When to Call a Healthcare Provider

Some conditions that cause nasal itching will subside on their own within a few weeks, for example, a respiratory virus or an extremely dry nasal passageway. However, if you have worsening symptoms or the itching persists, you should see a healthcare provider for a diagnosis.


Conditions that cause nasal itching are best diagnosed by a physician who specializes in disorders of the ear, nose, and throat, called an otolaryngologist or ENT. However, they may be diagnosed by other healthcare providers, such as an allergist.

Your healthcare provider will ask you about your symptoms and health history before giving you a physical exam, which will involve looking into your ears, nose, and throat. Sometimes medical imaging may be necessary to confirm a diagnosis, such as a computed tomography (CT) scan, depending on what your healthcare provider suspects.

If an underlying allergic condition is suspected, allergy testing such as skin scratch testing or blood tests may be used to confirm this and identify which substances trigger the allergy.


Treatment is tailored to the underlying condition causing your itchy nose. For example:

  • Antihistamines may be used for allergic conditions.
  • Surgery may be necessary to remove nasal polyps or tumors.
  • Mask adjustments may be needed to your CPAP.
  • You may need to avoid certain chemical irritants or wear a special respirator mask around them.

A healthcare provider may recommend remedies for dry nasal passages, which can exacerbate nasal itchiness. These may include a neti pot (nasal irrigator), a cool-mist humidifier, or nasal saline spray.

Tips to Prevent an Itchy Nose

To prevent nasal pruritis, the following measures may be taken:

  • Identify and avoid substances to which you are allergic.
  • Talk to your healthcare provider about medications that may help, including antihistamines, nasal decongestants, and steroid nasal sprays. Take recommended and prescribed medications on time and as directed.
  • Reduce your risk of respiratory infections by avoiding individuals who you know are sick, by washing your hands, and by keeping your immune system as strong as possible by getting enough sleep, reducing stress, eating a healthy diet, and getting enough exercise.
  • Drink plenty of water. Use a cool mist humidifier, saline spray, or neti pot if recommended by your healthcare provider.
  • Wear an adequate respiratory mask such as an N95 when working around industrial chemicals.
  • Avoid cigarette smoke.
  • Find a comfortable CPAP mask you can wear all night. Do not stop wearing your CPAP just because you suspect it is causing nasal itching.


Common causes of nasal pruritis include allergies, infections, respiratory irritants, nasal polyps, and, rarely, tumors. Discuss your symptoms with your healthcare provider if they persist. You may need to see an ear, nose, and throat specialist to identify the underlying cause of your itching. Once the cause has been identified, steps can be taken to control nasal pruritis.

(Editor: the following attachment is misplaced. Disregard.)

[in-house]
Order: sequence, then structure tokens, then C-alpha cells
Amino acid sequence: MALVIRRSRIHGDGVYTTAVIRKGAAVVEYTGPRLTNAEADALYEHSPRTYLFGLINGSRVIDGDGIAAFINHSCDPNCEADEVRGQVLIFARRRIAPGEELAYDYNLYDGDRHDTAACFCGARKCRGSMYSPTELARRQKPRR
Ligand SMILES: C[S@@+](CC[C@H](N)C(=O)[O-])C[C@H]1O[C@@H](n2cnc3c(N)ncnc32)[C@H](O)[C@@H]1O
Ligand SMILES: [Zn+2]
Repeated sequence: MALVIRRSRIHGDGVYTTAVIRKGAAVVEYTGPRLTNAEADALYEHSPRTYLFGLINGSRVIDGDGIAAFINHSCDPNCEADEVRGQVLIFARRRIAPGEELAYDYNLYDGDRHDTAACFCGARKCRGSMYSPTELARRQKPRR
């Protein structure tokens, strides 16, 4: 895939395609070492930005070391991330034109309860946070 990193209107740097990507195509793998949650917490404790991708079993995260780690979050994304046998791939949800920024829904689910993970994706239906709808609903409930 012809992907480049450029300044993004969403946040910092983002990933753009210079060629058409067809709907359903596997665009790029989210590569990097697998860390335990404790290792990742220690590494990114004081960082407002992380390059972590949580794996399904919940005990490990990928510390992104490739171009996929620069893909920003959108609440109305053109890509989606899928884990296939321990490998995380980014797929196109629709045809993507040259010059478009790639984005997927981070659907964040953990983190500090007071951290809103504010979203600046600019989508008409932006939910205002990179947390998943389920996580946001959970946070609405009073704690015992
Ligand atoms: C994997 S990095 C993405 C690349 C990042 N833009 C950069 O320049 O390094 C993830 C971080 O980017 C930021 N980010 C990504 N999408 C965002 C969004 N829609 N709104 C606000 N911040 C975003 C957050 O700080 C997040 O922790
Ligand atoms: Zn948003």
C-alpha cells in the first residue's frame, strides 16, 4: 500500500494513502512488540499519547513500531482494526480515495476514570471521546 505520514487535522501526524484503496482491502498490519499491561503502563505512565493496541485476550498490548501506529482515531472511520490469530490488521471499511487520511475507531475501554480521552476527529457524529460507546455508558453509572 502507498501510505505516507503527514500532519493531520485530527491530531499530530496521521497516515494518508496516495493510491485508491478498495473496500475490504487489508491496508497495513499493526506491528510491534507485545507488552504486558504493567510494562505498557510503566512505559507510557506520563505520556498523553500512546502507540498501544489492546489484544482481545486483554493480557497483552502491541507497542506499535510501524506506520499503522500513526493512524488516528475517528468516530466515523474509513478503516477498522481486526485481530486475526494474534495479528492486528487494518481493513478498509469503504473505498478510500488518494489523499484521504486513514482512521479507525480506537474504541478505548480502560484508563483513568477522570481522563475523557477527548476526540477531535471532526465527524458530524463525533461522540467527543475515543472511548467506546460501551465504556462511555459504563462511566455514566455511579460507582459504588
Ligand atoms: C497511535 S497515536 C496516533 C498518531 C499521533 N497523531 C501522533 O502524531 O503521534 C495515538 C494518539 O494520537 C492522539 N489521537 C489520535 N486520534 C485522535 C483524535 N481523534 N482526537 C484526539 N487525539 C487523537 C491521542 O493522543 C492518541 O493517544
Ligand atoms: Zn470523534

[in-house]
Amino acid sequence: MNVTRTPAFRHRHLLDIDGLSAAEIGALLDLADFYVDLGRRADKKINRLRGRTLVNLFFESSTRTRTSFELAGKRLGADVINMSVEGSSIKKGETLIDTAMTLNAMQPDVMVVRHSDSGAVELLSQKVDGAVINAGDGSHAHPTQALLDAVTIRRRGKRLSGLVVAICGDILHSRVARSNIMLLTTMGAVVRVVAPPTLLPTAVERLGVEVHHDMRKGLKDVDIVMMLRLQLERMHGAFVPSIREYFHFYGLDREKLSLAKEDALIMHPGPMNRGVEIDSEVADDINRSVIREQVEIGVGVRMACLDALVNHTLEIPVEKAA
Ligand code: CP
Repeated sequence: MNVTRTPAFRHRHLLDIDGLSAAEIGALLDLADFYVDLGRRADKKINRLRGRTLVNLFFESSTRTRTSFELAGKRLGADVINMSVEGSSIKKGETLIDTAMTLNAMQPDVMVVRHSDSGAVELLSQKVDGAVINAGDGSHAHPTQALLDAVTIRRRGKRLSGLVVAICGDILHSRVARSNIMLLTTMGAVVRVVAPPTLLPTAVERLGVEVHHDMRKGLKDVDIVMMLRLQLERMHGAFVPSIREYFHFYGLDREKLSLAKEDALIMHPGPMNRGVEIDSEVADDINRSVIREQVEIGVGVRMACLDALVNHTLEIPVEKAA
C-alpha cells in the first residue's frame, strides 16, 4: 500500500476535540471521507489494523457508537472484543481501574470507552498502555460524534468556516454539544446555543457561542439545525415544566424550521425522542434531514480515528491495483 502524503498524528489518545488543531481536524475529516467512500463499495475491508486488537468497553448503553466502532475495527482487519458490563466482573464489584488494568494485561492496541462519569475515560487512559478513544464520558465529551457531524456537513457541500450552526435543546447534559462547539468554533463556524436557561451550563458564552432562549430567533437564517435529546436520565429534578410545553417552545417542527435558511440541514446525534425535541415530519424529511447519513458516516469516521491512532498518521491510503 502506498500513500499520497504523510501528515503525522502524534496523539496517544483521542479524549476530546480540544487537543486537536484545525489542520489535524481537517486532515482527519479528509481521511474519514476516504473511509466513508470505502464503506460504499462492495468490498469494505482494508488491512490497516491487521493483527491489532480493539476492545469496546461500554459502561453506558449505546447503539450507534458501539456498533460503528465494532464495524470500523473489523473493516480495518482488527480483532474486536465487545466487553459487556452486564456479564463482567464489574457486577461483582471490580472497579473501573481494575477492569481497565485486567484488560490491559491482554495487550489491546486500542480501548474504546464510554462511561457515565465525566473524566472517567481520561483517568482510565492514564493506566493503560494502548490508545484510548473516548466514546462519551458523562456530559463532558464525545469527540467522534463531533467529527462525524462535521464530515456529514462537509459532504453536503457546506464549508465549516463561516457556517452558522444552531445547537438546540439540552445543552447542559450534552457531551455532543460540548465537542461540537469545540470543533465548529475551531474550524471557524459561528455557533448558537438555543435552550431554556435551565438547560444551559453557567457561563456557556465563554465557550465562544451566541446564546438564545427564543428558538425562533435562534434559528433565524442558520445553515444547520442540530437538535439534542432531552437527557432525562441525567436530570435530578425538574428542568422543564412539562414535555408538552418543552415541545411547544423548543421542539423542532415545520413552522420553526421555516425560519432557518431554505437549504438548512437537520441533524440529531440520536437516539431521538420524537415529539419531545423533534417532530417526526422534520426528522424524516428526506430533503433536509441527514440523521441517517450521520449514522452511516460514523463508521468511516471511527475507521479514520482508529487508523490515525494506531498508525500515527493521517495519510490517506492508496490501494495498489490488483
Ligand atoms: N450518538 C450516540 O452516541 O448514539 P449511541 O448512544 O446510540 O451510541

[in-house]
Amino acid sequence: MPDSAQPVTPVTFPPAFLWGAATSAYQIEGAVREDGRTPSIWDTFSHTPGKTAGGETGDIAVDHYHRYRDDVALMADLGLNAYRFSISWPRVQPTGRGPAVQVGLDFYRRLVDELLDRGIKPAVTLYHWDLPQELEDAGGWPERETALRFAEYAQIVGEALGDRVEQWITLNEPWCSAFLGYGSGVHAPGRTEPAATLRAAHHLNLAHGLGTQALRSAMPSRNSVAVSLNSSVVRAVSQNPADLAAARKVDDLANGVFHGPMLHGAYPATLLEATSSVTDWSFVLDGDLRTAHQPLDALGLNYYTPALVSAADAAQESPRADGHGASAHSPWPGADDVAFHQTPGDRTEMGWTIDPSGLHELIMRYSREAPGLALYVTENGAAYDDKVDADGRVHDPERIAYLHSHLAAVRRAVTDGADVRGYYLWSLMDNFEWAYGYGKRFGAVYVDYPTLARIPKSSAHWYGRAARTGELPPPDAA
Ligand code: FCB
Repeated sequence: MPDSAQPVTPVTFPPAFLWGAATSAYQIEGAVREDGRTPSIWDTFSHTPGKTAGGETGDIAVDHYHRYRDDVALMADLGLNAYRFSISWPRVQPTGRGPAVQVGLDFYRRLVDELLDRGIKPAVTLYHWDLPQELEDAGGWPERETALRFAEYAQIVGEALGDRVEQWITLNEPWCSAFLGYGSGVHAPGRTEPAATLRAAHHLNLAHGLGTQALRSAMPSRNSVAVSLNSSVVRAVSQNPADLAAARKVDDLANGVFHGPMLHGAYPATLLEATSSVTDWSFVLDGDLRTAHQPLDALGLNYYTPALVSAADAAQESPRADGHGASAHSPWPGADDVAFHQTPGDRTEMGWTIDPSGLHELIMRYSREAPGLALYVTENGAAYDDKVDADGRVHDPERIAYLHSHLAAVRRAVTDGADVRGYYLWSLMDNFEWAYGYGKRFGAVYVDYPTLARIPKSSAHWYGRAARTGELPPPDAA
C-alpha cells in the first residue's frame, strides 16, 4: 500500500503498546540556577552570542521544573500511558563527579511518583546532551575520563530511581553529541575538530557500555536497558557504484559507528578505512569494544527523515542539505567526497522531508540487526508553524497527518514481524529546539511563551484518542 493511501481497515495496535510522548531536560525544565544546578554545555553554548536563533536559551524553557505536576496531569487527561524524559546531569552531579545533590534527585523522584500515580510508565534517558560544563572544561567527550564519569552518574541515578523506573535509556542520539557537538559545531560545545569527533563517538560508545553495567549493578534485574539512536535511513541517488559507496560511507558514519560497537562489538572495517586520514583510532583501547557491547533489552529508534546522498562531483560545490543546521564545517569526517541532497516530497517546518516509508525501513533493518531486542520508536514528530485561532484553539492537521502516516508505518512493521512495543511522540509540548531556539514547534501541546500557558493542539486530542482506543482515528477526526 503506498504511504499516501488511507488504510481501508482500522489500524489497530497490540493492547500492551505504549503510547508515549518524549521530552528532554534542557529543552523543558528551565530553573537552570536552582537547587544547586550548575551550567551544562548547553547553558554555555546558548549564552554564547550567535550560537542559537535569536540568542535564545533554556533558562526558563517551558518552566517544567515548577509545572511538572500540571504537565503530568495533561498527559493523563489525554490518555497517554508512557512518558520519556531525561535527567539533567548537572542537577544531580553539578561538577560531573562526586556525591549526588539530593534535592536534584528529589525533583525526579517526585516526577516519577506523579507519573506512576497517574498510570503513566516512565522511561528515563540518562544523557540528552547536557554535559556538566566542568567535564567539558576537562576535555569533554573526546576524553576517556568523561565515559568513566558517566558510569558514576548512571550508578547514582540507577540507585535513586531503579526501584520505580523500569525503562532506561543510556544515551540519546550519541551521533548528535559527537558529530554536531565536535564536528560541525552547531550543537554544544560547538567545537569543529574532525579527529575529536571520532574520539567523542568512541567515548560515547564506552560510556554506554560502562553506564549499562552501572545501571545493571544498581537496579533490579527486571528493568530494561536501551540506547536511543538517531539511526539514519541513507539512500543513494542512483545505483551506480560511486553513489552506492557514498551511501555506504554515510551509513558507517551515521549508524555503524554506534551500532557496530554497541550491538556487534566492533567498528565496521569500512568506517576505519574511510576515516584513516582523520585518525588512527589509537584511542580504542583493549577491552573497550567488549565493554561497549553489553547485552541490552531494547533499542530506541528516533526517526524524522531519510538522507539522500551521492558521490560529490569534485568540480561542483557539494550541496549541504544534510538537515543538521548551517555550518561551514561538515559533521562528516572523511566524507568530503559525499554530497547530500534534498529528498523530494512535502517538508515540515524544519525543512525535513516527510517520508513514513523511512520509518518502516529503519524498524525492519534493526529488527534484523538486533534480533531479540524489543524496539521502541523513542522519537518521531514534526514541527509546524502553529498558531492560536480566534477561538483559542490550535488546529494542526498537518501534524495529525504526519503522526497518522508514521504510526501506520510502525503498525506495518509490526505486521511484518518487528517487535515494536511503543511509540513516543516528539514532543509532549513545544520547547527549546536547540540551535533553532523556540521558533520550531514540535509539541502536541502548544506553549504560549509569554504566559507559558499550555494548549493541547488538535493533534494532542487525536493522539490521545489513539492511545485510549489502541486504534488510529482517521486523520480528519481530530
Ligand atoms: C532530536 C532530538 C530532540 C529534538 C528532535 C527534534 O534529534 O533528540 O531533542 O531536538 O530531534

A Word From Verywell

Nasal pruritis is a common annoyance related to a number of underlying conditions. Some causes are treated at home and may pass on their own in a matter of weeks. Others may require ongoing medication or even surgery. Work with a healthcare provider to adequately manage underlying conditions.

Frequently Asked Questions

  • Can a dry nose cause itchiness?

    A dry nose can cause an itchy nose or make an already itchy nose worse. You can combat this by drinking a lot of fluids and using a cool mist humidifier or saline nasal spray. In some cases, your healthcare provider may also recommend using a neti pot.

  • Does an itchy nose go away by itself?

    In some cases an itchy nose may go away on its own depending on the underlying cause. For example, if the underlying cause is a viral infection, this will typically clear up on its own within a matter of weeks.

  • What happens if you don’t treat nasal pruritis?

    This depends on the underlying cause of nasal pruritis. In some cases, such as allergic rhinitis, not treating the condition could lead to worsening symptoms, nasal polyps, or sinusitis.

  • Are nasal polyps something to worry about?

    Nasal polyps can be a sign of chronic inflammation and may cause a blockage in the sinuses and nasal passageways which in some cases can lead to serious infections.


11 Sources
Verywell Health uses only high-quality sources, including peer-reviewed studies, to support the facts within our articles. Read our editorial process to learn more about how we fact-check and keep our content accurate, reliable, and trustworthy.
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By Kristin Hayes, RN
Kristin Hayes, RN, is a registered nurse specializing in ear, nose, and throat disorders for both adults and children.